“We also try to match a counselor’s personality and passion with the cognitive and emotional level of the campers they are responsible for. Younger kids are paired with more nurturing counselors, while teens need an energetic, enthusiastic leader, someone who can break through the apathy and engage with them, pull them into the program,” Jones says. “We’re looking for people who can create a sense of belonging for every camper.”
At Camp Hanover, Zweckbronner asks open-ended questions to identify soft skills when he interviews. He quizzes candidates about the role they play when they are part of a team or what they will find challenging in this new position. He asks them to describe a time when they resolved a conflict with a friend or co-worker. Or, what they’ve learned from their experience working with kids. Sometimes he asks them to teach him how to do something.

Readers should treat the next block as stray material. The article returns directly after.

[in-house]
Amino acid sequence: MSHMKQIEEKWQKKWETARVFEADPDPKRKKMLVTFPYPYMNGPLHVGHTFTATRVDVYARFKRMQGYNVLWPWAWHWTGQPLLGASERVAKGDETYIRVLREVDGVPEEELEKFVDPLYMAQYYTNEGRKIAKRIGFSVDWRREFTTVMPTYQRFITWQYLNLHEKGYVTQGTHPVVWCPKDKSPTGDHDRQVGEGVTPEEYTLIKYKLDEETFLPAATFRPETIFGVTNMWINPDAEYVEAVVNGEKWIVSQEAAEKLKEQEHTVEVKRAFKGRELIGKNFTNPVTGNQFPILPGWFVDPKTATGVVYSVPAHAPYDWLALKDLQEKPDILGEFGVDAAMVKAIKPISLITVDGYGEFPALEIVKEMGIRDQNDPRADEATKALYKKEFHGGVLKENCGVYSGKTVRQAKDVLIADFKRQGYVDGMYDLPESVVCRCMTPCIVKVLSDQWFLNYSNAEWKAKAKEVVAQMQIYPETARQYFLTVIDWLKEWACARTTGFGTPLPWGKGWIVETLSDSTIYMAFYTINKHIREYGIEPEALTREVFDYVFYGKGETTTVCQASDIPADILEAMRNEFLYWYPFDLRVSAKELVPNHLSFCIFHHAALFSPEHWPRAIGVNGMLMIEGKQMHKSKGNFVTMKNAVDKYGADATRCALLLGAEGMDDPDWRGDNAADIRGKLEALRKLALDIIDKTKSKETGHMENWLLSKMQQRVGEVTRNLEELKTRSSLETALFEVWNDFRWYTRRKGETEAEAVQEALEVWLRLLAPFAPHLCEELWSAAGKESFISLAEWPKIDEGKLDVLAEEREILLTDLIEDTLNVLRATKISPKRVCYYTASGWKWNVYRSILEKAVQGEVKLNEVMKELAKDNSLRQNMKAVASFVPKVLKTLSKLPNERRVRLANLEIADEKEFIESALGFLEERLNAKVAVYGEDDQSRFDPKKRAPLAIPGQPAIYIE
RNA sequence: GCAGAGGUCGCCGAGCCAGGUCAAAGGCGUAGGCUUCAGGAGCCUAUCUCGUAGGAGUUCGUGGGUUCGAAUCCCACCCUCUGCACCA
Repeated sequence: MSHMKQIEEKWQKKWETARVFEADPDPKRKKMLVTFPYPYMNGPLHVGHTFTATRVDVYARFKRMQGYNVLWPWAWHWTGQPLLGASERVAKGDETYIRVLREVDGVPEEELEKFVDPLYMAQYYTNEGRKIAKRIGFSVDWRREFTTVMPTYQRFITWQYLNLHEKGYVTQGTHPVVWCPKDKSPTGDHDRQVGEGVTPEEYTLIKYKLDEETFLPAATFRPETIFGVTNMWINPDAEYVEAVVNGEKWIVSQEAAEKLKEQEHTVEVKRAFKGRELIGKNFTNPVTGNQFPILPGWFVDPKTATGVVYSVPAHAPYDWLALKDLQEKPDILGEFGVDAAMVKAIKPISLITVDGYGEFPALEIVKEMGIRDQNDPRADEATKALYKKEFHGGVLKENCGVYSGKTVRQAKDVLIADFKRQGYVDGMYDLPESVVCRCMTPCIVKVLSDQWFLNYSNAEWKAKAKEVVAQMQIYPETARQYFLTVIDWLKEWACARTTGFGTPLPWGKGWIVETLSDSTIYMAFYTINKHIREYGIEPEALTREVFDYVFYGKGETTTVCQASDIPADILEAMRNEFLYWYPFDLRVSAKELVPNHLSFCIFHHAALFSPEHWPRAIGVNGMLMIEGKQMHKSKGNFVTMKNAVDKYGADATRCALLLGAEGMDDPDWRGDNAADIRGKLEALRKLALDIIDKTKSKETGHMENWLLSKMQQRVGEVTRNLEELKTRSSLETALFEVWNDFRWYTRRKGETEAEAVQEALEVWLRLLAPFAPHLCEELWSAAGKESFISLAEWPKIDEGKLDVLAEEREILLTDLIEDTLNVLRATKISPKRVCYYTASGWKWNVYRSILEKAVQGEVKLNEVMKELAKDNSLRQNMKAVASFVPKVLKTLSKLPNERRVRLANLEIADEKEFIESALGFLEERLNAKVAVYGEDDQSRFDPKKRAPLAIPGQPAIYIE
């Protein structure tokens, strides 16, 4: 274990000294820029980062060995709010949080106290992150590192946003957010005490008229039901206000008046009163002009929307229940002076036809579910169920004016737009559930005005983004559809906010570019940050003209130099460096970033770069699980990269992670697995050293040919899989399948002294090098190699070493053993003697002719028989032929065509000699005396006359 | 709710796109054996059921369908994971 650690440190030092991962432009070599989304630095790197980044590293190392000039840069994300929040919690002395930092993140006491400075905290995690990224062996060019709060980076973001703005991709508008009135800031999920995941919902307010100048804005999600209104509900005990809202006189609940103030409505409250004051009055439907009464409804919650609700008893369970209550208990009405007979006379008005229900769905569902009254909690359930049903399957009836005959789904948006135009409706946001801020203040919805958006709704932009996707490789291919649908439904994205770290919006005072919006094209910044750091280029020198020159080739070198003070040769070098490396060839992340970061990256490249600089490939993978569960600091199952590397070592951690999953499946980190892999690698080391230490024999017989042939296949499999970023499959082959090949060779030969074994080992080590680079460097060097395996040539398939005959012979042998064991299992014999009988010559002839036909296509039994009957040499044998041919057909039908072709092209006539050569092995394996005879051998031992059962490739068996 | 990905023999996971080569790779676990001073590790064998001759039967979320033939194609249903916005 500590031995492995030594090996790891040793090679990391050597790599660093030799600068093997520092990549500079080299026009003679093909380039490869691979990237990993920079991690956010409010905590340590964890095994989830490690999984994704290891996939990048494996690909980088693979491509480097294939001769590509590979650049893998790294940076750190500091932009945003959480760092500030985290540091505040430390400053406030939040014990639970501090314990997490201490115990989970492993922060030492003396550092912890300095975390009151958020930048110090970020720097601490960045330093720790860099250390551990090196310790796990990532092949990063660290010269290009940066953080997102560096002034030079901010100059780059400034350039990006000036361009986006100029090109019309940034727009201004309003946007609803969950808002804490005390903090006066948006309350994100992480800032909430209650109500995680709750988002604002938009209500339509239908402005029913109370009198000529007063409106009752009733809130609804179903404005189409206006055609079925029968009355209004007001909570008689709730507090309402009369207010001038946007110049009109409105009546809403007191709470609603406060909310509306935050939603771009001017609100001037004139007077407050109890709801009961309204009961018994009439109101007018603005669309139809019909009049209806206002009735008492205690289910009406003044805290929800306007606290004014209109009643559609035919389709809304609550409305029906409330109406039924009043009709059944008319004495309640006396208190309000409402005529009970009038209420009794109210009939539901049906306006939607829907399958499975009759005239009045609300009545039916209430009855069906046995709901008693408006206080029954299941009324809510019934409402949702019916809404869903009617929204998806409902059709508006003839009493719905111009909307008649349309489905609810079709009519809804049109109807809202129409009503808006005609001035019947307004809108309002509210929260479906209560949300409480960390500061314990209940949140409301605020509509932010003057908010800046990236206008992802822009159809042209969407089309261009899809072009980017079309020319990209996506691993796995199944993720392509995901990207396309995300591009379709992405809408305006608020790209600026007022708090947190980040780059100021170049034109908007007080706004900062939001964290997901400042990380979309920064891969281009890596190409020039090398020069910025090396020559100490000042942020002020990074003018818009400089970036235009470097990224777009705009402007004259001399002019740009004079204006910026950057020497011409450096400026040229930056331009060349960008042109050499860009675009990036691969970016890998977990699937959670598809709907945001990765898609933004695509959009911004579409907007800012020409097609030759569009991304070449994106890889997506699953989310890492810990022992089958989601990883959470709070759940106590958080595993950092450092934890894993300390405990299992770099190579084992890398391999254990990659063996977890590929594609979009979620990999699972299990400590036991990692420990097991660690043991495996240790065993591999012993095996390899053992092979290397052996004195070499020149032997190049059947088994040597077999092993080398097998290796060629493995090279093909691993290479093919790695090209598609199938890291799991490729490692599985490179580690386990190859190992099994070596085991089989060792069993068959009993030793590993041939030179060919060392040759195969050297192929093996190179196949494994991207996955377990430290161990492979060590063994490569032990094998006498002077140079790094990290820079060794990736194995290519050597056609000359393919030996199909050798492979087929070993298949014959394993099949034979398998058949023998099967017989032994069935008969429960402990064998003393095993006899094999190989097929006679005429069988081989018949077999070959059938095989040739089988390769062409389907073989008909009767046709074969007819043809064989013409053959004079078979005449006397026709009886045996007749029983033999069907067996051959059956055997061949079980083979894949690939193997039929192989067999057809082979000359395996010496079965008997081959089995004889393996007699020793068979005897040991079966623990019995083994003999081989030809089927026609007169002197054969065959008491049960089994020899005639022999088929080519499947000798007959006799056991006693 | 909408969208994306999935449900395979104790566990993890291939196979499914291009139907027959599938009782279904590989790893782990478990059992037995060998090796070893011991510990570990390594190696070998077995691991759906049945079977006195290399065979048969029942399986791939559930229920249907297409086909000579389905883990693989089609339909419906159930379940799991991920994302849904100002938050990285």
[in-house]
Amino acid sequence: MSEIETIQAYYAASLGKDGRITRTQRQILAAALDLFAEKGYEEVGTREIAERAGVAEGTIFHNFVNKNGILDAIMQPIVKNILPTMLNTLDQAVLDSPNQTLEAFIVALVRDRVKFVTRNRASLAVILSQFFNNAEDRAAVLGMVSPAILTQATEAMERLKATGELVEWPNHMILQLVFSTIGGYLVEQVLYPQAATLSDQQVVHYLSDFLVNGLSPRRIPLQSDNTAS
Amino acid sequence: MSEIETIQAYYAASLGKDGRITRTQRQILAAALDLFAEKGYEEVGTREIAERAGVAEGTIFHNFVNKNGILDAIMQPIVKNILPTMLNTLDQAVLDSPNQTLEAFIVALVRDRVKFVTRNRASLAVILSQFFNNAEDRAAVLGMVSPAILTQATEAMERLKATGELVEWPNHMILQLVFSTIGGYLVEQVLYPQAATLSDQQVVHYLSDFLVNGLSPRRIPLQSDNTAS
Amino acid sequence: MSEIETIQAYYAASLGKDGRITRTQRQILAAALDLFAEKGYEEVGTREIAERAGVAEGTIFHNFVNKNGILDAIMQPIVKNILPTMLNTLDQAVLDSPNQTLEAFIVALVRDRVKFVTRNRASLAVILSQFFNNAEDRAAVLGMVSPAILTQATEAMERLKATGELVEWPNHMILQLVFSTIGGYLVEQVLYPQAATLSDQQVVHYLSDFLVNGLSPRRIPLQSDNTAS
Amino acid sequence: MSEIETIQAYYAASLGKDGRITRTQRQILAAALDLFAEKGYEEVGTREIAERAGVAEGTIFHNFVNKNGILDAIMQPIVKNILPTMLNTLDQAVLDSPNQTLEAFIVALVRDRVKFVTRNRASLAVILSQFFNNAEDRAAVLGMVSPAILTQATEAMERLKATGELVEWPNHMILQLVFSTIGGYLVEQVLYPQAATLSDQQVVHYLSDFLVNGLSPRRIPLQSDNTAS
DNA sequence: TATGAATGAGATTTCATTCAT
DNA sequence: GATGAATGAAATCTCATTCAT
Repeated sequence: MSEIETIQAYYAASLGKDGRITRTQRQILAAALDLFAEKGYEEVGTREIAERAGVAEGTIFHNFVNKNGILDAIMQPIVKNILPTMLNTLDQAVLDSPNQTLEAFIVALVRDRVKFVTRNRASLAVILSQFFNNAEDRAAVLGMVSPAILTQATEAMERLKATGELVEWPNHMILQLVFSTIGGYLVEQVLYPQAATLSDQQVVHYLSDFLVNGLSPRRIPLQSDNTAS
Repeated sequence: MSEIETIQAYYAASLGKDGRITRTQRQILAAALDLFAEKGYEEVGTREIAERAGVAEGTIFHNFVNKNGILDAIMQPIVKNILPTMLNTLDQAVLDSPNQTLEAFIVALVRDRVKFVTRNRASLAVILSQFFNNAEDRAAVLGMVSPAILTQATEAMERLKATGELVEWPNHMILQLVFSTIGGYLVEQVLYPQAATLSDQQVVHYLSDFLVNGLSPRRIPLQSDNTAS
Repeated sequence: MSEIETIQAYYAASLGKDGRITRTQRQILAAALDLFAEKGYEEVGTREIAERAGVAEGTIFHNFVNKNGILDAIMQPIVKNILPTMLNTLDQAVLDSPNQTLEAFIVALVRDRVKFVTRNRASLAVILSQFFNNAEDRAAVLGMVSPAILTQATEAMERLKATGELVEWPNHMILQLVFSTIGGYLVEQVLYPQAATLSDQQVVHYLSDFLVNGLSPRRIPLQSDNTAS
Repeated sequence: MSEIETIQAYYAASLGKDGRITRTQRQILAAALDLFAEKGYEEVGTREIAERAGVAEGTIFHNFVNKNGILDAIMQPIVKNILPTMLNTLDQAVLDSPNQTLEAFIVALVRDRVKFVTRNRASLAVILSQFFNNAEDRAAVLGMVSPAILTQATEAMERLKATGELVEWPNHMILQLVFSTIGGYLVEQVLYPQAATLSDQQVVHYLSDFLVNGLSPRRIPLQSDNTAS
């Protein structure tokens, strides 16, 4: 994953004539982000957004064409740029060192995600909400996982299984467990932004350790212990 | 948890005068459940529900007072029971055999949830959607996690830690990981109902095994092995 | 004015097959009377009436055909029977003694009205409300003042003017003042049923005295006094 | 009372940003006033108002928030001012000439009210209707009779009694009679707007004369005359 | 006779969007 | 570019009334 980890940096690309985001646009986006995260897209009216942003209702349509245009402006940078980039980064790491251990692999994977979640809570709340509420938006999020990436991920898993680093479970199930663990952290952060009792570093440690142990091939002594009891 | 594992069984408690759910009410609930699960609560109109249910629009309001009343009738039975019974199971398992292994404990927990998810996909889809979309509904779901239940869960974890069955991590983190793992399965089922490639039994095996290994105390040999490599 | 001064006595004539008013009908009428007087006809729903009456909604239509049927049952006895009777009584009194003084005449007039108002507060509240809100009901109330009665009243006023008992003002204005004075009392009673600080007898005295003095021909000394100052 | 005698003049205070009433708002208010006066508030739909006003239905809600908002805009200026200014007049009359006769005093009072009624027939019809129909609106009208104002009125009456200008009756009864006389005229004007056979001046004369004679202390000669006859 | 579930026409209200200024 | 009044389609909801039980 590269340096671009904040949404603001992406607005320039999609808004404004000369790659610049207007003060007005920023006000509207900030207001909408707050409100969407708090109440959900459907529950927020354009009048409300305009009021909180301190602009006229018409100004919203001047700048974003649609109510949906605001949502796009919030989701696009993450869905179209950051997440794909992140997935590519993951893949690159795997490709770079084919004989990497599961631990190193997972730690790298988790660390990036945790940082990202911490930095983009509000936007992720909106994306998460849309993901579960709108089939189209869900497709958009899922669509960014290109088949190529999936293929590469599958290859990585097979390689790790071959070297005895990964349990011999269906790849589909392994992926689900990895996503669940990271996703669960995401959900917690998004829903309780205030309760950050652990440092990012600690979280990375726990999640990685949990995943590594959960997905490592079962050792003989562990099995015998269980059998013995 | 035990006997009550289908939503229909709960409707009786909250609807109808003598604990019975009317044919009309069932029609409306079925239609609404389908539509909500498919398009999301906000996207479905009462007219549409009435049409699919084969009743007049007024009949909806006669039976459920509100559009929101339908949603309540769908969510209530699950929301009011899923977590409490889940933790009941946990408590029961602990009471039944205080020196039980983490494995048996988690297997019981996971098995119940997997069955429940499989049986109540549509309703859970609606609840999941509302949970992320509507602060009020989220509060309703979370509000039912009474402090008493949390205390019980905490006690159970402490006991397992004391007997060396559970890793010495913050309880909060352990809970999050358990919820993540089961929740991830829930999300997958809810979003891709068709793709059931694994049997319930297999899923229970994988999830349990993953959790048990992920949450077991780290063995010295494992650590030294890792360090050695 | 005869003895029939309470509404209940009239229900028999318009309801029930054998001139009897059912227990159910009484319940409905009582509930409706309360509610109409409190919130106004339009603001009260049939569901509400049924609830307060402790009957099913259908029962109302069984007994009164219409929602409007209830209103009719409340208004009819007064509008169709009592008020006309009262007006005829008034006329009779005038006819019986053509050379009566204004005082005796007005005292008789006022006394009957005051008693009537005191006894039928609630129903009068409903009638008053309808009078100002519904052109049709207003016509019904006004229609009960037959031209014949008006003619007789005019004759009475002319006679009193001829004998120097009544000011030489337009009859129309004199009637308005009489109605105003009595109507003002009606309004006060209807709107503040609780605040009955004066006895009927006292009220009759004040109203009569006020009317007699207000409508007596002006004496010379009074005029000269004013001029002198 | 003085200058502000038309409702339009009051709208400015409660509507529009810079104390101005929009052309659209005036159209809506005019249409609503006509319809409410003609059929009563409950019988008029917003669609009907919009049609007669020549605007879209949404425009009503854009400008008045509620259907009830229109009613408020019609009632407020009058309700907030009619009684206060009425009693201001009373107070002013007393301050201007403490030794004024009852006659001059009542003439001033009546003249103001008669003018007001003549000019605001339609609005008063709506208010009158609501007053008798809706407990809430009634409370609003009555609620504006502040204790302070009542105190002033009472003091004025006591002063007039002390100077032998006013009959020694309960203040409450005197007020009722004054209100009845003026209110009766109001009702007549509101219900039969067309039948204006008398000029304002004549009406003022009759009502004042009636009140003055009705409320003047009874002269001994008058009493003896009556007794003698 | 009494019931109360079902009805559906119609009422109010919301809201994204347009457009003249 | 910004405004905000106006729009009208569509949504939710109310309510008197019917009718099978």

Once the right hire is made, training begins. Anna Muller, operations director at Westview on the James, oversees a “counselor in training” program there. “It’s a situation where we can groom leadership skills and build on their experience under supervision. It’s very hands on,” she says. Supervised by senior counselors and the operations director, the program is a two-year commitment. Westview on the James also offers an optional Certification Weekend where counselors are checked off on skills training for specific activities (a climbing wall, canoeing or kayaking, for example).